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People are calling Jimmy Butler a fake tough guy. They’re foolish.

Butler had his back turned when Jokic fouled Morris and didn’t know what happened right away.

Miami Heat v Denver Nuggets Photo by Bart Young/NBAE via Getty Images

The hard fouls between Markieff Morris and Nikola Jokic subsumed a bad Miami Heat loss to the Denver Nuggets Monday night.

After Jokic’s foul on Morris, Jimmy Butler yelled across the court to “Bring that [expletive] to the back.” The episode was reminiscent of Butler’s trash talk to T.J. Warren in a January 2020 game after Warren fouled Butler.

And in the discourse since then, some fans have called Butler a “fake tough guy.” The claims couldn’t be further from the truth.

Some pointed out that Butler didn’t yell at Jokic until referees and staff members separated players from both teams. But Butler had his back turned when Jokic fouled Morris and didn’t know what happened right away.

When Butler was 13 years old, his mother told him, “I don’t like the look of you. You gotta go.” He was kicked out of the house, couch-surfed in Tomball, Texas and moved every few weeks. (In a 2017 interview with ESPN, Butler said that he was never truly homeless.) He’s a tough guy because he’s overcome immense obstacles that the people criticizing him have never confronted.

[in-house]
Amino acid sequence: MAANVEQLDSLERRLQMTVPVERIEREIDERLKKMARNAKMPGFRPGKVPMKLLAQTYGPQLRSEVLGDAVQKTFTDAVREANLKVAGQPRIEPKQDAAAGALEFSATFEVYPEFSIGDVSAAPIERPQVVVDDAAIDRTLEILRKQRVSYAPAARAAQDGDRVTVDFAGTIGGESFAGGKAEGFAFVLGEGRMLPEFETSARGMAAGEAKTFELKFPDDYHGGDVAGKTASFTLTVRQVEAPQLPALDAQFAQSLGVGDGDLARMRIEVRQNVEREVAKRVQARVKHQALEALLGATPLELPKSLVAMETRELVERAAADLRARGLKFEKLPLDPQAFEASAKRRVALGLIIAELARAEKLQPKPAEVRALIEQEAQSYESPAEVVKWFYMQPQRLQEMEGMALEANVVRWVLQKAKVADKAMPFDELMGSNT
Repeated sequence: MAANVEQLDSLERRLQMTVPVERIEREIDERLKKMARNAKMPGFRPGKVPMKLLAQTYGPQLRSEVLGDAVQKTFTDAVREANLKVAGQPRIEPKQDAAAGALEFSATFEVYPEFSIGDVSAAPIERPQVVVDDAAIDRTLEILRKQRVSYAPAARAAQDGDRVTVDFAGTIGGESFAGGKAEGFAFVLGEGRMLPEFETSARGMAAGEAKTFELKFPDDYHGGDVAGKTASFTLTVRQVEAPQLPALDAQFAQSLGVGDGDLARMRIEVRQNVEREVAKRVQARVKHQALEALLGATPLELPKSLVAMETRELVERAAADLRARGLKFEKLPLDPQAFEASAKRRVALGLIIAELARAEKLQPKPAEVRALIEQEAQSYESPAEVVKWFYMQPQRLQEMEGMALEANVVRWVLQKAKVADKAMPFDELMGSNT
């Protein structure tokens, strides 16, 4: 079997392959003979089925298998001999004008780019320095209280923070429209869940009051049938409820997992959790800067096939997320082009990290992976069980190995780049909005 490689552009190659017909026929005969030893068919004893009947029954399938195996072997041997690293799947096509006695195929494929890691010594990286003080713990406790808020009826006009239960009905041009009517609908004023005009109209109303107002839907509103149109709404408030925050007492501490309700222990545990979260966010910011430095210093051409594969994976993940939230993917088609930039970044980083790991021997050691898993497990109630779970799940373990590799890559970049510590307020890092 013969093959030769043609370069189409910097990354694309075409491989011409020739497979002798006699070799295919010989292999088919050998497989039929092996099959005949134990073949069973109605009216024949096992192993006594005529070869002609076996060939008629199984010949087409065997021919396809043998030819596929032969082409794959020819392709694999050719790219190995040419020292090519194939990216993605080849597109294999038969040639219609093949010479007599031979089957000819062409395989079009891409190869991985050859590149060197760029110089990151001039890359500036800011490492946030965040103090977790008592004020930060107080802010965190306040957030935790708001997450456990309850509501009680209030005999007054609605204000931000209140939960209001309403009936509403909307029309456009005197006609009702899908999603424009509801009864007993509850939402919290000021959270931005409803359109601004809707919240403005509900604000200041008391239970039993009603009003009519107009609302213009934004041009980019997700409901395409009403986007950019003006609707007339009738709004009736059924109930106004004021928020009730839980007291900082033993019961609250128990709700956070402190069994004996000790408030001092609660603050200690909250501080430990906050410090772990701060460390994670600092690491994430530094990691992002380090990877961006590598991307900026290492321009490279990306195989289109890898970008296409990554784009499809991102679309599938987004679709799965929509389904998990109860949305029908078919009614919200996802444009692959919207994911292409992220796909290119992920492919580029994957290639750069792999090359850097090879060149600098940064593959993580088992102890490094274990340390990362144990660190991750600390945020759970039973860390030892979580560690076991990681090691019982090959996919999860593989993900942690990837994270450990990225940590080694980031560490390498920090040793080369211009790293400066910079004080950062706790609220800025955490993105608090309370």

I’d like to see how they’d react if Butler was mad at them in real life.

Ultimately, no one is going to fight when these teams play each other again on Nov. 29. (Well, Udonis Haslem might fight.) Hopefully the fracas amid the ugly loss to the Nuggets — in which Bam Adebayo, Kyle Lowry and Tyler Herro all had sub-par games — will light a fire for the Heat to play better on this road trip. But don’t call Butler a fake tough guy. It’s absurd.